“An obituary does not propose a solution.”*
The old version of the S.F. Examiner (the Hearst-owned, afternoon-only, subscription-only S.F. Examiner), did all the right things to try to hook me into a lifetime of print newspaper reading. It distributed the paper for free to my Catholic school, so that we could use it in lessons. It employed paperboys in my building, who gave us the paper for free (though one of the things that I loved most were the bags of rubberbands that they distributed to the carriers, perfect for making Chinese jump ropes). When those neighbors outgrew their job (or when the Examiner replaced paperboys with adult drivers who threw newspapers on porches in the middle of the night), one of many things that my grandmother did for me each day, was get me the newspaper. From about age 8 or 9 through the end of law school, I was a daily newspaper reader.
Similarly, in college, the N.Y. Times, with that great student-only discounted subscription rate, made up for the fact that the Washington Post did not have home delivery service in Baltimore. Someone always stole my paper, so I used to wake up at 7 a.m. (4 hours before my first class junior year) and pour over its pages each morning (this habit continued well into law school, I consider the decade between age 15 and 25, the decade of crossword-puzzle addiction).
Despite all of this effort, the print newspaper is very nearly dead to me. And not only me. One of my best friends from high school visited home last week and reported that his mom had put an end to their N.Y. Times Sunday subscription because she was tired of the guilt of it going unread. And it’s really not a surprise that this is the case; it’s just so much easier (unless one is caught in a waiting room without 3G service), to read news digitally. And yet, there are still things that are much better in print (i.e. the long-form journalism of the New Yorker, Harper’s, and certain books).
And all of this brings us to Richard Rodriguez’s essay, elegizing the concept of newspaper as a device of city invention and re-invention, in the current issue of one of those magazines that I still receive in print (a publication, which already has a foundation business model). The essay is as much a memorial to an older San Francisco, as it is to our on last daily, “When a newspaper dies in America, it is not simply that a commercial enterprise has failed; a sense of place has failed.” And he elegantly acknowledges that perhaps this is because our sense of place and space has already changed:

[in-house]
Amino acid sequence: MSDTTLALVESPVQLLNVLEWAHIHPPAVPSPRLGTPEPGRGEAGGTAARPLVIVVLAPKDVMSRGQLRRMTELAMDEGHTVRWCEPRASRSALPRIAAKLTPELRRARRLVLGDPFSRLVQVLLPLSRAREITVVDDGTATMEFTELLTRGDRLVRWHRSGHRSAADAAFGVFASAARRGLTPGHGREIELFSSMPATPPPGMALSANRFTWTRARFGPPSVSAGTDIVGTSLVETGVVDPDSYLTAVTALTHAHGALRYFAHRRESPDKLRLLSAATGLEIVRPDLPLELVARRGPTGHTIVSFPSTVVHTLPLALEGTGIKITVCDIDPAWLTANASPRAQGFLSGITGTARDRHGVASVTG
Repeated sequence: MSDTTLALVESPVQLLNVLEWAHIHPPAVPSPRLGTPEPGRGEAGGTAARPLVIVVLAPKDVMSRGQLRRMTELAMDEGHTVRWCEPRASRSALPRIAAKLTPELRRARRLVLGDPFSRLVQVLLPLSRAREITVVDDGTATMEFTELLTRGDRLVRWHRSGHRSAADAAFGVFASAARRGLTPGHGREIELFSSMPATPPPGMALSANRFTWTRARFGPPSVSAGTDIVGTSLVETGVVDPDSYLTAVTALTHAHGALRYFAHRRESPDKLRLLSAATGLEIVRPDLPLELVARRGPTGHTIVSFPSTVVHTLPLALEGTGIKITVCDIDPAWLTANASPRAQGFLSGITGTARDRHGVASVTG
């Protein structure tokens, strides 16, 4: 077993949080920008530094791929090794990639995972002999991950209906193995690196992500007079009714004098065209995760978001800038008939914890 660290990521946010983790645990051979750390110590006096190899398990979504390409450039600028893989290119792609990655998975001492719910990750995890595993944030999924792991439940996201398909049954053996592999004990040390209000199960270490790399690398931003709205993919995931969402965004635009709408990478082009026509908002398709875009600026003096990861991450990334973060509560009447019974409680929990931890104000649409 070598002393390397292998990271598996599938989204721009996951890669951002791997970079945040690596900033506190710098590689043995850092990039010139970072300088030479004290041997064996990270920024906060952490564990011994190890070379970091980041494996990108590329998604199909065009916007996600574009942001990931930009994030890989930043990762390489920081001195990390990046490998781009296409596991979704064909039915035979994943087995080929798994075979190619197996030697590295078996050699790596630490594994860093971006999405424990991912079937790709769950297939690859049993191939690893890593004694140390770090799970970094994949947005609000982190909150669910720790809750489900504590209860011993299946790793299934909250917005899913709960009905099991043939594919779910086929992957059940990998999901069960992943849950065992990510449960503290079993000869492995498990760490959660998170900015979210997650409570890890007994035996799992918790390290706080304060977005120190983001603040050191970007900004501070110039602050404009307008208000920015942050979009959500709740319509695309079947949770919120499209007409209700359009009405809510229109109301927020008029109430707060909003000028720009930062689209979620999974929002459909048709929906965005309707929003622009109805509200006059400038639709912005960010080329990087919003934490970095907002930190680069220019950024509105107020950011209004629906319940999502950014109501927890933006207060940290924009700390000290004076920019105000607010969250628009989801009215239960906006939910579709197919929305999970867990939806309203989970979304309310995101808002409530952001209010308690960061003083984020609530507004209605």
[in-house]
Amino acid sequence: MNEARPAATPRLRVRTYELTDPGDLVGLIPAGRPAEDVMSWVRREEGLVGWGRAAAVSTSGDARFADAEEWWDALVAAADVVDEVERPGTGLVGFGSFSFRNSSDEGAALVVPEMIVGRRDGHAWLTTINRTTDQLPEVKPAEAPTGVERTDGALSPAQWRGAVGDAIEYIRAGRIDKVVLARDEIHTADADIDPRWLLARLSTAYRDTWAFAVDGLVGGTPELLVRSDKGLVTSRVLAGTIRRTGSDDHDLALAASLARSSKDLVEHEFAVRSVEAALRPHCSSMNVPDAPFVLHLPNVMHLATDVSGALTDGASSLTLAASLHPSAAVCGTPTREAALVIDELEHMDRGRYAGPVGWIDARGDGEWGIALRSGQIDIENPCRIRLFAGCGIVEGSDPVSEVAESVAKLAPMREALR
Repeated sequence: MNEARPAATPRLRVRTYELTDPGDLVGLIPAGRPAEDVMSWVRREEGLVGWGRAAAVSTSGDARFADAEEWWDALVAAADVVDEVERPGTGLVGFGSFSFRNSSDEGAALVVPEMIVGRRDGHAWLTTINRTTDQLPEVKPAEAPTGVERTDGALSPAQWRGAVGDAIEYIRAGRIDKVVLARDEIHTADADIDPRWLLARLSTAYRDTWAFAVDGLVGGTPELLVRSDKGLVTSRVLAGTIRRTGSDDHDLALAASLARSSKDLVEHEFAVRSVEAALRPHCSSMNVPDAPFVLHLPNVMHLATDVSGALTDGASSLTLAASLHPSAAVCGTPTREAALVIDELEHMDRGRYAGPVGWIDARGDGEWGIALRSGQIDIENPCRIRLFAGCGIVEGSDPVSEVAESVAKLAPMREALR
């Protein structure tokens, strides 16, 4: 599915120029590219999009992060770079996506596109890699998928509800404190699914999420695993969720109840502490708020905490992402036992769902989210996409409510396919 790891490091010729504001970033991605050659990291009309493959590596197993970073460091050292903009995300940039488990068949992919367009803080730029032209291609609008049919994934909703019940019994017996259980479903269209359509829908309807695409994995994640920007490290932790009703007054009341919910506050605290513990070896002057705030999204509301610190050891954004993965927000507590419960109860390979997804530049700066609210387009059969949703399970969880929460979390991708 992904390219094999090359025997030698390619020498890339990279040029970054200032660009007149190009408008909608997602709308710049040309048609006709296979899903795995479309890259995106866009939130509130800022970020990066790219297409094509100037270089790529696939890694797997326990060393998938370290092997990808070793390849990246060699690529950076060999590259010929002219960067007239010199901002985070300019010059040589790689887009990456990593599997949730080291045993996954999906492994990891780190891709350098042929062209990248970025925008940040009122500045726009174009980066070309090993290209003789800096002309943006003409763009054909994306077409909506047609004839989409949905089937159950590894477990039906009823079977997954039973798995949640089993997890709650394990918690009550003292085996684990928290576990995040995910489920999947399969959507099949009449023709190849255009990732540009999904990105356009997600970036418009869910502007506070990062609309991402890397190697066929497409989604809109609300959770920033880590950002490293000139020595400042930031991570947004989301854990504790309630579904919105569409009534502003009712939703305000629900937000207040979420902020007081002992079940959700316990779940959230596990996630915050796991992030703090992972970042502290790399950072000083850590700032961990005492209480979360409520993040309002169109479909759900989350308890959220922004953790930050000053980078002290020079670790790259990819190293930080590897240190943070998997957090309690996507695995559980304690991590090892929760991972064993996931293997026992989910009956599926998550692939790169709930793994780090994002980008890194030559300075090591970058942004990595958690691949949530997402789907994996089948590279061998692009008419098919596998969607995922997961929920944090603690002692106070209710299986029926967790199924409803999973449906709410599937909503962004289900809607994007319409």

We no longer imagine the newspaper as a city or the city as a newspaper. Whatever I may say in the rant that follows, I do not believe the decline of newspapers has been the result solely of computer technology or of the Internet. The forces working against newspapers are probably as varied and foregone as the Model-T Ford and the birth-control pill. We like to say that the invention of the internal-combustion engine changed us, changed the way we live. In truth, we built the Model-T Ford because we had changed; we wanted to remake the world to accommodate our restlessness. We might now say: Newspapers will be lost because technology will force us to acquire information in new ways. In that case, who will tell us what it means to live as citizens of Seattle or Denver or Ann Arbor? The truth is we no longer want to live in Seattle or Denver or Ann Arbor. Our inclination has led us to invent a digital cosmopolitanism that begins and ends with “I.” Careening down Geary Boulevard on the 38 bus, I can talk to my my dear Auntie in Delhi or I can view snapshots of my cousin’s wedding in Recife or I can listen to girl punk from Glasgow. The cost of my cyber-urban experience is disconnection from body, from presence, from city.
I don’t completely agree with this idea of disconnection; I’ve got a whole SF category on my newsreader. But I will admit that my sense of place is a little different (I’ve joked that I view Manhattan as a the “12th district” to SF, but that’s probably more a testament to cheap airfare and a network of friends there, than to the Internet). At the same time, I feel a sense of profound sadness when I walk past the newspaper men who set up tables to sell the Sunday Chronicle, and I’m not sure if this sadness stems from seeing a job that I know will disappear or from the loss of self that has no investment in the print edition of the Sunday paper. For all the grief that I give the Chronicle for being a crappy paper (and it has been a crappy paper for as long as I can remember), there is a human element that I will miss when it’s gone (in addition to the sad newspaper men, the voices of Michael Bauer and Jon Carroll.)
*Rodriguez’s essay is an obituary of sorts, and while this line focuses on the the decline obituary section, it’s an admission that Rodriguez does not offer any solutions. His focus on death notices forces me to ponder, however, how these will be distributed in the future (the Facebook memorial idea does not sit well with me). Or perhaps, as he notes, we are entertaining a post-funeral age:
So, I suppose, it is incomplete to notice that the San Francisco Chronicle has become remiss in its obituary department. Of four friends of mine who died recently in San Francisco, not one wanted a published obituary or any other public notice taken of his absence. This seems to me a serious abrogation of the responsibility of living in a city and as good an explanation as any of why newspapers are dying. All four of my friends requested cremation; three wanted their ashes consigned to the obscurity of Nature. Perhaps the cemetery is as doomed in America as the newspaper, and for the same reason: we do not imagine death as a city.